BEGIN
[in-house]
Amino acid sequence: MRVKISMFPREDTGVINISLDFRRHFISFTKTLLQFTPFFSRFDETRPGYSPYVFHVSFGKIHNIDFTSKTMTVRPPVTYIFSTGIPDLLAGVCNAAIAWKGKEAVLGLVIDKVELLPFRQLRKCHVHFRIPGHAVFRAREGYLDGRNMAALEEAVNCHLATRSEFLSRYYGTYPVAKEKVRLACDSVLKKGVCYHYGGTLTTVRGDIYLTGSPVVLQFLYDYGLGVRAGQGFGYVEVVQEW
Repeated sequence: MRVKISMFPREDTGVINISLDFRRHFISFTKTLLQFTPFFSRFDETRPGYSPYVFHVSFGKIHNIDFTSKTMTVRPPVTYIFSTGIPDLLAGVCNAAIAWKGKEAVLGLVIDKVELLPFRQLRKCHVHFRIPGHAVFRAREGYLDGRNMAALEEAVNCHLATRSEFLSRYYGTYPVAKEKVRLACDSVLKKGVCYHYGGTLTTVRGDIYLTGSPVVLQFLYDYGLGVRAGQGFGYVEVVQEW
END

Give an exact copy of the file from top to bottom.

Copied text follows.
[in-house]
Amino acid sequence: MRVKISMFPREDTGVINISLDFRRHFISFTKTLLQFTPFFSRFDETRPGYSPYVFHVSFGKIHNIDFTSKTMTVRPPVTYIFSTGIPDLLAGVCNAAIAWKGKEAVLGLVIDKVELLPFRQLRKCHVHFRIPGHAVFRAREGYLDGRNMAALEEAVNCHLATRSEFLSRYYGTYPVAKEKVRLACDSVLKKGVCYHYGGTLTTVRGDIYLTGSPVVLQFLYDYGLGVRAGQGFGYVEVVQEW
Repeated sequence: MRVKISMFPREDTGVINISLDFRRHFISFTKTLLQFTPFFSRFDETRPGYSPYVFHVSFGKIHNIDFTSKTMTVRPPVTYIFSTGIPDLLAGVCNAAIAWKGKEAVLGLVIDKVELLPFRQLRKCHVHFRIPGHAVFRAREGYLDGRNMAALEEAVNCHLATRSEFLSRYYGTYPVAKEKVRLACDSVLKKGVCYHYGGTLTTVRGDIYLTGSPVVLQFLYDYGLGVRAGQGFGYVEVVQEW